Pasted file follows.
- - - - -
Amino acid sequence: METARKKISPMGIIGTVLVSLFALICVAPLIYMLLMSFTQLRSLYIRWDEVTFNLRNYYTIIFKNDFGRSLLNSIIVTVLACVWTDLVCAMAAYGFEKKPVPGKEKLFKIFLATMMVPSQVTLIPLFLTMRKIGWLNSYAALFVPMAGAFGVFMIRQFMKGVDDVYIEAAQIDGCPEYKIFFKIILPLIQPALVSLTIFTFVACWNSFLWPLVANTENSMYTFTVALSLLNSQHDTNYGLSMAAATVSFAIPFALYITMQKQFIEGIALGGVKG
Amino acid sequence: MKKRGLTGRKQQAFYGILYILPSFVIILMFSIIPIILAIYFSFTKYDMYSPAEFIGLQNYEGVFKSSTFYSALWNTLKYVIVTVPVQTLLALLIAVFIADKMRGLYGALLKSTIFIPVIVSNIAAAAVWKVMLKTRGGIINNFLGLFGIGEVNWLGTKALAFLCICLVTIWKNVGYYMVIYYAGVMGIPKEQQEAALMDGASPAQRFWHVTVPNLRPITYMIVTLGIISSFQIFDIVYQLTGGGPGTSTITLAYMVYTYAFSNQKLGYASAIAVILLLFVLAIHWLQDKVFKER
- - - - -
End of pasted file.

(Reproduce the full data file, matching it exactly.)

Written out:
Amino acid sequence: METARKKISPMGIIGTVLVSLFALICVAPLIYMLLMSFTQLRSLYIRWDEVTFNLRNYYTIIFKNDFGRSLLNSIIVTVLACVWTDLVCAMAAYGFEKKPVPGKEKLFKIFLATMMVPSQVTLIPLFLTMRKIGWLNSYAALFVPMAGAFGVFMIRQFMKGVDDVYIEAAQIDGCPEYKIFFKIILPLIQPALVSLTIFTFVACWNSFLWPLVANTENSMYTFTVALSLLNSQHDTNYGLSMAAATVSFAIPFALYITMQKQFIEGIALGGVKG
Amino acid sequence: MKKRGLTGRKQQAFYGILYILPSFVIILMFSIIPIILAIYFSFTKYDMYSPAEFIGLQNYEGVFKSSTFYSALWNTLKYVIVTVPVQTLLALLIAVFIADKMRGLYGALLKSTIFIPVIVSNIAAAAVWKVMLKTRGGIINNFLGLFGIGEVNWLGTKALAFLCICLVTIWKNVGYYMVIYYAGVMGIPKEQQEAALMDGASPAQRFWHVTVPNLRPITYMIVTLGIISSFQIFDIVYQLTGGGPGTSTITLAYMVYTYAFSNQKLGYASAIAVILLLFVLAIHWLQDKVFKER